Vivian Campbell: Last in Line Didn’t Want a Singer Who Could Emulate Ronnie James Dio
Forming after the tragic passing of Ronnie James Dio, Last in Line united members of the original Dio band in tribute to the late heavy metal legend. While this may have been the band's vision when they started in 2012, aspirations to write new music and develop their own identity quickly grew and were realized on their debut album, Heavy Crown, in 2016.
Unfortunately, Last in Line had their own internal death to contend with after bassist Jimmy Bain died aboard Def Leppard's "Hysteria on the High Seas" cruise at the age of 68. Seeing it through, they recruited Phil Soussan, breaking the Dio connection as the bass player had never previously worked with Ronnie. At this point, though, the ties to Dio were no longer significant, especially considering singer Andrew Freeman possesses his own distinct style, inspiring little to no comparisons to the diminutive singer with the skyscraping voice.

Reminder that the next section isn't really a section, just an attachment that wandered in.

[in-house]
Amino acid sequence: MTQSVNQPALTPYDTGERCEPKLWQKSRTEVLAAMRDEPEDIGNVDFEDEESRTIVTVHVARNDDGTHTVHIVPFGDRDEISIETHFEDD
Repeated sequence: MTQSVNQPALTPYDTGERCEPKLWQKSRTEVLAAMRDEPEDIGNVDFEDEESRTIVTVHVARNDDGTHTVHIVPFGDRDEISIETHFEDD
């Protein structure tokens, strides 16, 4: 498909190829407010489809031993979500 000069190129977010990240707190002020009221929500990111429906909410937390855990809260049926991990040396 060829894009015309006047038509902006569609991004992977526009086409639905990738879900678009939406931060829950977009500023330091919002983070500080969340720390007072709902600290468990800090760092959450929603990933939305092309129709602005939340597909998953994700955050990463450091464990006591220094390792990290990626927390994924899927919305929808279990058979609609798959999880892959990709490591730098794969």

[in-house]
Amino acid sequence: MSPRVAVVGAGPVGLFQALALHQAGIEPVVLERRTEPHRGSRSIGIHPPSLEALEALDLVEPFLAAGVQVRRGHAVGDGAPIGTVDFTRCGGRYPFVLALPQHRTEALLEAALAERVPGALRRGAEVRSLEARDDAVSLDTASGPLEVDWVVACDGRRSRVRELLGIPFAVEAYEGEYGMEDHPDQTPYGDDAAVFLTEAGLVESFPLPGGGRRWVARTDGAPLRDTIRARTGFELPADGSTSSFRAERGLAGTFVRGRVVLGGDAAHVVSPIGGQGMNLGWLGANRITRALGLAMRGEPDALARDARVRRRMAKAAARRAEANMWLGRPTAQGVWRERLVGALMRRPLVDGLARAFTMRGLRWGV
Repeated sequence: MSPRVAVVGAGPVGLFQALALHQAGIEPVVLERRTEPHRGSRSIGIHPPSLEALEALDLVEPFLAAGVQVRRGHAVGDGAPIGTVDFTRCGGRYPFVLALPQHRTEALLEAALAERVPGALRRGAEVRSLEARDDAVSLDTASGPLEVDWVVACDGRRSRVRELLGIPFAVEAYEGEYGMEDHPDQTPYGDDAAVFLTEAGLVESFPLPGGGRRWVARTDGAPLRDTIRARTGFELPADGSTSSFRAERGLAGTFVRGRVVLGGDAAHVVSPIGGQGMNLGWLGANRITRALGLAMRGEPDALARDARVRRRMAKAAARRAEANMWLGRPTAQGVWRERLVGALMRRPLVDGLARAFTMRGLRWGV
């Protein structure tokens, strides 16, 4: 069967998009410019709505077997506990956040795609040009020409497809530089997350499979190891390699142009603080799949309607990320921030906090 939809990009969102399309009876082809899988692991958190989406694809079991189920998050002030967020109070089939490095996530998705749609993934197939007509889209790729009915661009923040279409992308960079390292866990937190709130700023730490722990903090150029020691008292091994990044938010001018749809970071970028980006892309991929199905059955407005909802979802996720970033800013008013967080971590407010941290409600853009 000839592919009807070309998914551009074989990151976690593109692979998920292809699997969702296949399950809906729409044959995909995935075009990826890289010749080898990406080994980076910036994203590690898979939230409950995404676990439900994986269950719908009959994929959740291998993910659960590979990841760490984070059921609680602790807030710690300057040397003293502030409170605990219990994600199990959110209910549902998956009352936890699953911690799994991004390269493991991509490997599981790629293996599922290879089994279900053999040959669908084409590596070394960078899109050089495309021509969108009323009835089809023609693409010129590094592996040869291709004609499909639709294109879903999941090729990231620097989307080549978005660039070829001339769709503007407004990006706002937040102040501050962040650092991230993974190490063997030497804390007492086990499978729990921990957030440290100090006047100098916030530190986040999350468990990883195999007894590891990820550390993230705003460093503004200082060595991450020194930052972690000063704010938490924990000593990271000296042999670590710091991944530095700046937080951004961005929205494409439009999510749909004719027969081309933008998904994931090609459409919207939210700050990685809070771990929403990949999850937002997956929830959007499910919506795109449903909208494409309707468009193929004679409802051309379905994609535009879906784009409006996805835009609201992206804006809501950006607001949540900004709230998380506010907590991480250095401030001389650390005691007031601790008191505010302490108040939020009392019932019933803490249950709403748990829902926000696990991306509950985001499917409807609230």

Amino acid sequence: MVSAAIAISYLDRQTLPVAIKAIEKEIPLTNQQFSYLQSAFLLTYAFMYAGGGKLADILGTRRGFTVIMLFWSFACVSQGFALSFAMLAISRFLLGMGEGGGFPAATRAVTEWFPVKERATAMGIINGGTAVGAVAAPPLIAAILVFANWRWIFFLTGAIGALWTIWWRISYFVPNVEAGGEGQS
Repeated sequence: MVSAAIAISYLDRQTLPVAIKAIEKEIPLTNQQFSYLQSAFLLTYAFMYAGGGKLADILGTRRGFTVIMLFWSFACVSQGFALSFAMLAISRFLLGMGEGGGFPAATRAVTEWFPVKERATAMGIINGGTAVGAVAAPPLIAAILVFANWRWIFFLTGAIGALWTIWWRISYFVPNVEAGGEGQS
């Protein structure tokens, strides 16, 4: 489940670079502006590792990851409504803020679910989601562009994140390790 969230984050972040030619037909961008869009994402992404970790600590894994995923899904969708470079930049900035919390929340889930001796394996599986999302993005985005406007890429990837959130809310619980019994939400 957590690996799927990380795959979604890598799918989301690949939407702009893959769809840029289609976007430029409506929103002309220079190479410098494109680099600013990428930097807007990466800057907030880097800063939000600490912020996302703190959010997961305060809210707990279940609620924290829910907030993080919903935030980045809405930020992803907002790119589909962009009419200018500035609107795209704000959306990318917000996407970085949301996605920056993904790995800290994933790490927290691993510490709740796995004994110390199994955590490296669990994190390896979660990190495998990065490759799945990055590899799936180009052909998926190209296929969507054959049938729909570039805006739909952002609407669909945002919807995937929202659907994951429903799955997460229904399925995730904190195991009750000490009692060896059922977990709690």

After talking with Vivian Campbell, also of Def Leppard fame, it seems he's happy to keep it that way, a notion further evidenced by Last in Line's new album, simply titled, II. There's no sense of Dio's magic and mystery on II, which instead tackles real-world issues all bound in agonized riffs powered by Vinny Appice's boulder-pushing drum work.
Our conversation also veers away from Last in Line a bit, going back to when Campbell was ousted from the Dio band, briefly joining Whitesnake before getting the call from Def Leppard. Find out how that shook out below.
There's this late '80s / early '90s sleazy, back-to-basics blues rock that seems like it was about to emerge right before grunge came along and nuked everything. Can you tell me about in the mindset of the band as you were making this album?
The way that Last in Line writes is very diametrically different to how Def Leppard writes for example. I mean, with Leppard, it's about songs — you need ten tracks or eleven tracks for an album and that will do. But with Leppard, it's a very specific thing, and when I personally write for Leppard, I bring in songs as fully realized as possible.